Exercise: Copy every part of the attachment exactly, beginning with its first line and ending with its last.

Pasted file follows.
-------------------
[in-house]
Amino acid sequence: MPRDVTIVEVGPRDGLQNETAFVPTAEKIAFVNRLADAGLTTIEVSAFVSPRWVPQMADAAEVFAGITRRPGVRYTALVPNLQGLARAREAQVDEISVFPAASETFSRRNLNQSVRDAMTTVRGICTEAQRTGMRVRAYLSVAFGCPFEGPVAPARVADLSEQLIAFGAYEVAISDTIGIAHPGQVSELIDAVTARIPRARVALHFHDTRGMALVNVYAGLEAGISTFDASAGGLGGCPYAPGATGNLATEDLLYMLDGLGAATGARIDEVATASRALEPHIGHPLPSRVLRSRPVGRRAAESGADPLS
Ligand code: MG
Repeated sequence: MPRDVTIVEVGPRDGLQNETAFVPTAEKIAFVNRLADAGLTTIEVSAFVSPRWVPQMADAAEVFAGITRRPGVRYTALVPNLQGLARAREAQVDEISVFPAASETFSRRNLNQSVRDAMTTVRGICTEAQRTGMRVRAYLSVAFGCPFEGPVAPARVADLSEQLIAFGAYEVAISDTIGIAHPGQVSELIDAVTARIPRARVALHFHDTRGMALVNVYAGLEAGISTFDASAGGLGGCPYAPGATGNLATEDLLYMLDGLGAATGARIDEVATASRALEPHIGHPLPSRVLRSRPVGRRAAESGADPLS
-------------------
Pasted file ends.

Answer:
[in-house]
Amino acid sequence: MPRDVTIVEVGPRDGLQNETAFVPTAEKIAFVNRLADAGLTTIEVSAFVSPRWVPQMADAAEVFAGITRRPGVRYTALVPNLQGLARAREAQVDEISVFPAASETFSRRNLNQSVRDAMTTVRGICTEAQRTGMRVRAYLSVAFGCPFEGPVAPARVADLSEQLIAFGAYEVAISDTIGIAHPGQVSELIDAVTARIPRARVALHFHDTRGMALVNVYAGLEAGISTFDASAGGLGGCPYAPGATGNLATEDLLYMLDGLGAATGARIDEVATASRALEPHIGHPLPSRVLRSRPVGRRAAESGADPLS
Ligand code: MG
Repeated sequence: MPRDVTIVEVGPRDGLQNETAFVPTAEKIAFVNRLADAGLTTIEVSAFVSPRWVPQMADAAEVFAGITRRPGVRYTALVPNLQGLARAREAQVDEISVFPAASETFSRRNLNQSVRDAMTTVRGICTEAQRTGMRVRAYLSVAFGCPFEGPVAPARVADLSEQLIAFGAYEVAISDTIGIAHPGQVSELIDAVTARIPRARVALHFHDTRGMALVNVYAGLEAGISTFDASAGGLGGCPYAPGATGNLATEDLLYMLDGLGAATGARIDEVATASRALEPHIGHPLPSRVLRSRPVGRRAAESGADPLS